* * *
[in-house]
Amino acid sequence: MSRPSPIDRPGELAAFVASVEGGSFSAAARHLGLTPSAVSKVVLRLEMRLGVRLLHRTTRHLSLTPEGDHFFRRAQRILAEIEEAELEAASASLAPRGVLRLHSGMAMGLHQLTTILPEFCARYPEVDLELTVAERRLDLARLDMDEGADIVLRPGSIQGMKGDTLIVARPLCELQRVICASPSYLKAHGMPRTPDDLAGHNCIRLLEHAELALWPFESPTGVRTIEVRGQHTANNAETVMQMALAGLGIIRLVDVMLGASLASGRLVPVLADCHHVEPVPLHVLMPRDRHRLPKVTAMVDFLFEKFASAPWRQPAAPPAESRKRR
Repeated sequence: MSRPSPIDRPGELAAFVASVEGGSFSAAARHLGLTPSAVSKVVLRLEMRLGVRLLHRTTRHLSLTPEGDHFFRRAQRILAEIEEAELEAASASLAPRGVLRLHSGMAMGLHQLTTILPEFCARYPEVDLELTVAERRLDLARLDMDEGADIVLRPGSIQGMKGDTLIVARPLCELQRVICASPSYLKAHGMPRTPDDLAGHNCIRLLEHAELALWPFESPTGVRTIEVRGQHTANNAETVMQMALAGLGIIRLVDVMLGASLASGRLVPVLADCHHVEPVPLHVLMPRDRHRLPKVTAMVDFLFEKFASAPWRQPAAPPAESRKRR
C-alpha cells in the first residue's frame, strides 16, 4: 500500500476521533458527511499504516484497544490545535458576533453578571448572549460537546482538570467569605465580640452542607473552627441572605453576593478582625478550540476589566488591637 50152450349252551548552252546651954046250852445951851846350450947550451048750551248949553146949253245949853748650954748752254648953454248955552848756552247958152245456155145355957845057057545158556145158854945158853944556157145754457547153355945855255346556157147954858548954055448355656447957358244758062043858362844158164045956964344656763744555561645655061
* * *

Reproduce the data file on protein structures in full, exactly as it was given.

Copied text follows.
[in-house]
Amino acid sequence: MSRPSPIDRPGELAAFVASVEGGSFSAAARHLGLTPSAVSKVVLRLEMRLGVRLLHRTTRHLSLTPEGDHFFRRAQRILAEIEEAELEAASASLAPRGVLRLHSGMAMGLHQLTTILPEFCARYPEVDLELTVAERRLDLARLDMDEGADIVLRPGSIQGMKGDTLIVARPLCELQRVICASPSYLKAHGMPRTPDDLAGHNCIRLLEHAELALWPFESPTGVRTIEVRGQHTANNAETVMQMALAGLGIIRLVDVMLGASLASGRLVPVLADCHHVEPVPLHVLMPRDRHRLPKVTAMVDFLFEKFASAPWRQPAAPPAESRKRR
Repeated sequence: MSRPSPIDRPGELAAFVASVEGGSFSAAARHLGLTPSAVSKVVLRLEMRLGVRLLHRTTRHLSLTPEGDHFFRRAQRILAEIEEAELEAASASLAPRGVLRLHSGMAMGLHQLTTILPEFCARYPEVDLELTVAERRLDLARLDMDEGADIVLRPGSIQGMKGDTLIVARPLCELQRVICASPSYLKAHGMPRTPDDLAGHNCIRLLEHAELALWPFESPTGVRTIEVRGQHTANNAETVMQMALAGLGIIRLVDVMLGASLASGRLVPVLADCHHVEPVPLHVLMPRDRHRLPKVTAMVDFLFEKFASAPWRQPAAPPAESRKRR
C-alpha cells in the first residue's frame, strides 16, 4: 500500500476521533458527511499504516484497544490545535458576533453578571448572549460537546482538570467569605465580640452542607473552627441572605453576593478582625478550540476589566488591637 50152450349252551548552252546651954046250852445951851846350450947550451048750551248949553146949253245949853748650954748752254648953454248955552848756552247958152245456155145355957845057057545158556145158854945158853944556157145754457547153355945855255346556157147954858548954055448355656447957358244758062043858362844158164045956964344656763744555561645655061